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Open and Distance Education/MOOC Learner and Learner Support for MOOC Learning

IntroductionEdit

Massive Open Online Course (MOOCs) now is a crucial mechanism for "millions of learners to access semi-formal learning opportunities" [1]. MOOCs have triggered the higher education institutions' interest, as well as the that of media which called 2012 the "year of MOOCs" [2]. MOOCs would initiate a revolution in educational field by solving many educational problems, especially reducing the educational gap between the most advantaged and the most disadvantaged learners[3] [4]. Currently, there are more than 700 institutions and universities which offer more than 6,850 MOOCs, and these numbers will increase undoubtedly in the future[5].

MOOC has two different categories: the connectivist MOOCs (cMOOC) which apply the concepts of connectivist learning; and content-based extended MOOCs (xMOOCs) which utilize a more traditional learning method combining video presentations short quizzes and another testing[6]. In this chapter, all of the contents are available to xMOOCs. For giving any successful online education, it is better to for the MOOC providers to understand the nature of MOOC learners and their participation because MOOCs require the learners to self-motivate and self-direct their learning[7] before they give proper learner supports. Around this problem, this chapter mainly introduced who are the MOOC learner and What are the learner supports.

Table of ContentsEdit

MOOC Learner

Learner Support for MOOC Learning

Future Learner Support for MOOC Learning

Conclusion

  1. Milligan, C., Margaryan, A., & Littlejohn, A. (2013). Patterns of engagement in massive open online courses. Journal of Online Learning with Technology, 9(2), 149-159.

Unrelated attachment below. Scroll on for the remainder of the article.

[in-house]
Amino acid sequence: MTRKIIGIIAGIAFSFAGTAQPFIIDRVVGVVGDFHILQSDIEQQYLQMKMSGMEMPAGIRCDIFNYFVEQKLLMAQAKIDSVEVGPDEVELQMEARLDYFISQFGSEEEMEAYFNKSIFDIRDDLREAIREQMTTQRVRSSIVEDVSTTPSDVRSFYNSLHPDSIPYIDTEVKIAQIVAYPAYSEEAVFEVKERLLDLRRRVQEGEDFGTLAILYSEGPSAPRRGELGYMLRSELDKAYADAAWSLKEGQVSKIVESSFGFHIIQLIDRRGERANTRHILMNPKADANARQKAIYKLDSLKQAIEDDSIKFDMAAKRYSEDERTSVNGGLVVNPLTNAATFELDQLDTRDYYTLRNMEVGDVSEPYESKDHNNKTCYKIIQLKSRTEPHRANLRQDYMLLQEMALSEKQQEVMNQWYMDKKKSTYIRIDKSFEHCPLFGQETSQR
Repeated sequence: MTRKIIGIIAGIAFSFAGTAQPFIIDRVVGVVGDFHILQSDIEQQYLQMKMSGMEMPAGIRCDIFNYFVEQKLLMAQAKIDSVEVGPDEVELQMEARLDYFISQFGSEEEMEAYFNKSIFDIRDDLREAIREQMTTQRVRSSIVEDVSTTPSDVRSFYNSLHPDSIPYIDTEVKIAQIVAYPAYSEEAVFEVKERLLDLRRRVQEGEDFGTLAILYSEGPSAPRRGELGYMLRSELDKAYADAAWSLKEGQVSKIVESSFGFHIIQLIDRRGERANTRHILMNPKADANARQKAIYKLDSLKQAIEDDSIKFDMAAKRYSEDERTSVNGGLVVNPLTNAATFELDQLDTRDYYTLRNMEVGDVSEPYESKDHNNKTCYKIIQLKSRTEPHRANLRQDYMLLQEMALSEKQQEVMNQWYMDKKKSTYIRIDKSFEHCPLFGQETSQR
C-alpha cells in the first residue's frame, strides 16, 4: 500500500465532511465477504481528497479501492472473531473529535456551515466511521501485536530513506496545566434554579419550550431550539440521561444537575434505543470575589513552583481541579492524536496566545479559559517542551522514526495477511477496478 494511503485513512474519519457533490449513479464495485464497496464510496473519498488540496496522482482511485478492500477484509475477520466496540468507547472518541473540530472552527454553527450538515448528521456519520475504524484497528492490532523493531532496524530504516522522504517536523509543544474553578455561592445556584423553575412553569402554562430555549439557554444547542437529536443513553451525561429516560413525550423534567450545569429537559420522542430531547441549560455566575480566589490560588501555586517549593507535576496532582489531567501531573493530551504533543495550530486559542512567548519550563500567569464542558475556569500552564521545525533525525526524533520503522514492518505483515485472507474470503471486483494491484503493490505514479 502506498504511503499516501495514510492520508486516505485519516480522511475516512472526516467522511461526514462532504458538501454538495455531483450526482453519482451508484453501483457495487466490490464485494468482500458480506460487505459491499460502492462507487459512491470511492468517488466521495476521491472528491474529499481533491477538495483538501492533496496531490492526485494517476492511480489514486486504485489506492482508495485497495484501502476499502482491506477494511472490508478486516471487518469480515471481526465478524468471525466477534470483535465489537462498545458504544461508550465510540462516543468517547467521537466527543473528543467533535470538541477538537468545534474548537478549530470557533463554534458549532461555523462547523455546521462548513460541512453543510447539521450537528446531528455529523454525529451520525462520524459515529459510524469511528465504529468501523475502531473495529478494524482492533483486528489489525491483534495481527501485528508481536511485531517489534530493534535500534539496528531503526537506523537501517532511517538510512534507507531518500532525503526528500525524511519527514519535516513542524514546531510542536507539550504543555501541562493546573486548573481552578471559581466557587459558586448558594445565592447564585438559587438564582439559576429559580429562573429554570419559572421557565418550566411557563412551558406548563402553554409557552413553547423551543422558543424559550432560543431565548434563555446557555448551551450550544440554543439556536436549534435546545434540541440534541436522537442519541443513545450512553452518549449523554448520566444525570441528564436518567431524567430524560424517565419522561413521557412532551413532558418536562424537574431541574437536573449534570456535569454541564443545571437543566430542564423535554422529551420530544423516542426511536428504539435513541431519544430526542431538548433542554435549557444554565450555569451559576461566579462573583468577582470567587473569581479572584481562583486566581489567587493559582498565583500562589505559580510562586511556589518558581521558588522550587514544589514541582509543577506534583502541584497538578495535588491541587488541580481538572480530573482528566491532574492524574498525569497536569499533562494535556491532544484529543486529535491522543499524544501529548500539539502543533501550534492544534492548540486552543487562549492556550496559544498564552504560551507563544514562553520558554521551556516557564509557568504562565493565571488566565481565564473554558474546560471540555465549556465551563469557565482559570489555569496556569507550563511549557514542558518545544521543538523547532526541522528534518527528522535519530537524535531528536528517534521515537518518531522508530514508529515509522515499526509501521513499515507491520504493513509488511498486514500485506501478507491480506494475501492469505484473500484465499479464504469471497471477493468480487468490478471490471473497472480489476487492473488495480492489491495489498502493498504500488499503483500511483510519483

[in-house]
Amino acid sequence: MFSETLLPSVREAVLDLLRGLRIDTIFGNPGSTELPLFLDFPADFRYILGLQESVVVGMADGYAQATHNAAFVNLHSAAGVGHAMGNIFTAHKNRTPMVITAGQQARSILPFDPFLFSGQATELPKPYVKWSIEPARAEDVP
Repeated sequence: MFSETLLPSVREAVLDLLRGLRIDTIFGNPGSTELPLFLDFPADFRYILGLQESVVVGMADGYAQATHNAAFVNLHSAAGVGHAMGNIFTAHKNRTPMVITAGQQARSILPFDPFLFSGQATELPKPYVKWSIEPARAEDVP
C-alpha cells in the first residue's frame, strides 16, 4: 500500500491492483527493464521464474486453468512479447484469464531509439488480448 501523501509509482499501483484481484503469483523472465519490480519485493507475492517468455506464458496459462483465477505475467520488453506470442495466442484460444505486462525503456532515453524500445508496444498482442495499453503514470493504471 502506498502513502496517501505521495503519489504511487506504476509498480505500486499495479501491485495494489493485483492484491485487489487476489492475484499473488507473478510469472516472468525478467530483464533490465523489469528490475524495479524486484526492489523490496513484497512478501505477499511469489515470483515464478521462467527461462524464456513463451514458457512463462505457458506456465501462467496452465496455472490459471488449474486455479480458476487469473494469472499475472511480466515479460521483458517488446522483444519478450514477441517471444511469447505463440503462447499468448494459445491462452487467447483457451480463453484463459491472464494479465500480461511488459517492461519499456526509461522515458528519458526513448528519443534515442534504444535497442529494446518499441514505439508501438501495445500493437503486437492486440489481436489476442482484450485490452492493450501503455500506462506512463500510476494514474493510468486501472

2. Pappano, L. (2012). The Year of the MOOC. The New York Times, 2(12), 2012.
  3. Boyatt, R., Joy, M., Rocks, C., & Sinclair, J. (2014). What (Use) is a MOOC?. In The 2nd international workshop on learning technology for education in cloud (pp. 133-145). Springer, Dordrecht.   
  4. Kay, J. S., & McKlin, T. (2014, March). The challenges of using a MOOC to introduce absolute beginners to programming on specialized hardware. In Proceedings of the first ACM conference on Learning@ scale conference (pp. 211-212). ACM.
  5. Shah, D. (2016). By the numbers: MOOC in 2015. How has the MOOC space grown this years? Get the facts, figures, and pie charts. available at: www. class-central. com/report/mooc-stats-2016/(accessed 20 March 2017).[Google Scholar].
  6. Daniel, J. (2012). Making sense of MOOCs: Musings in a maze of myth, paradox and possibility. Journal of interactive Media in education, 2012(3).
  7. Milligan, C., Margaryan, A., & Littlejohn, A. (2013). Patterns of engagement in massive open online courses. Journal of Online Learning with Technology, 9(2), 149-159.